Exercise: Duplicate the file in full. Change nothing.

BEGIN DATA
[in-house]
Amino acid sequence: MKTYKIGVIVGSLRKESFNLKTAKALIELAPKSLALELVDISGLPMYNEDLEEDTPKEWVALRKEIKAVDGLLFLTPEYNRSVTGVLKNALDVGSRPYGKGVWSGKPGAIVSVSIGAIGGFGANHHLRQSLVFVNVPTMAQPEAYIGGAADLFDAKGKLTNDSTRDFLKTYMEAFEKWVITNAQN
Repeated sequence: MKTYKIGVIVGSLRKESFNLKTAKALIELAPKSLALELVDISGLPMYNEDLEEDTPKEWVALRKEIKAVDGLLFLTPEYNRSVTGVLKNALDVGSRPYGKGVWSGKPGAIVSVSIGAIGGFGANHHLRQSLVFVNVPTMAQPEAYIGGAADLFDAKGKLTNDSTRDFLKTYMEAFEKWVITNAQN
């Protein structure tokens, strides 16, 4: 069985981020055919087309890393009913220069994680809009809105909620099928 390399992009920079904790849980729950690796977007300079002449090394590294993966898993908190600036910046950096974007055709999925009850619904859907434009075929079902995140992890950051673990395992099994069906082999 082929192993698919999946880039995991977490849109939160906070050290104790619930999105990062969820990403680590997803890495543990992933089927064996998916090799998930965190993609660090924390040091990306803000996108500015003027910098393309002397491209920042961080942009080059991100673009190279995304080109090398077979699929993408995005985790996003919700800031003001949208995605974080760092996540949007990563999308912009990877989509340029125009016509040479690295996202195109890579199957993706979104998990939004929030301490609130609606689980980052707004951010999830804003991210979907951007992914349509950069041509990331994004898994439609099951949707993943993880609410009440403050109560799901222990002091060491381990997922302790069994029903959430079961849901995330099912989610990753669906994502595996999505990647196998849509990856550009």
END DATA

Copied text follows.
[in-house]
Amino acid sequence: MKTYKIGVIVGSLRKESFNLKTAKALIELAPKSLALELVDISGLPMYNEDLEEDTPKEWVALRKEIKAVDGLLFLTPEYNRSVTGVLKNALDVGSRPYGKGVWSGKPGAIVSVSIGAIGGFGANHHLRQSLVFVNVPTMAQPEAYIGGAADLFDAKGKLTNDSTRDFLKTYMEAFEKWVITNAQN
Repeated sequence: MKTYKIGVIVGSLRKESFNLKTAKALIELAPKSLALELVDISGLPMYNEDLEEDTPKEWVALRKEIKAVDGLLFLTPEYNRSVTGVLKNALDVGSRPYGKGVWSGKPGAIVSVSIGAIGGFGANHHLRQSLVFVNVPTMAQPEAYIGGAADLFDAKGKLTNDSTRDFLKTYMEAFEKWVITNAQN
């Protein structure tokens, strides 16, 4: 069985981020055919087309890393009913220069994680809009809105909620099928 390399992009920079904790849980729950690796977007300079002449090394590294993966898993908190600036910046950096974007055709999925009850619904859907434009075929079902995140992890950051673990395992099994069906082999 082929192993698919999946880039995991977490849109939160906070050290104790619930999105990062969820990403680590997803890495543990992933089927064996998916090799998930965190993609660090924390040091990306803000996108500015003027910098393309002397491209920042961080942009080059991100673009190279995304080109090398077979699929993408995005985790996003919700800031003001949208995605974080760092996540949007990563999308912009990877989509340029125009016509040479690295996202195109890579199957993706979104998990939004929030301490609130609606689980980052707004951010999830804003991210979907951007992914349509950069041509990331994004898994439609099951949707993943993880609410009440403050109560799901222990002091060491381990997922302790069994029903959430079961849901995330099912989610990753669906994502595996999505990647196998849509990856550009």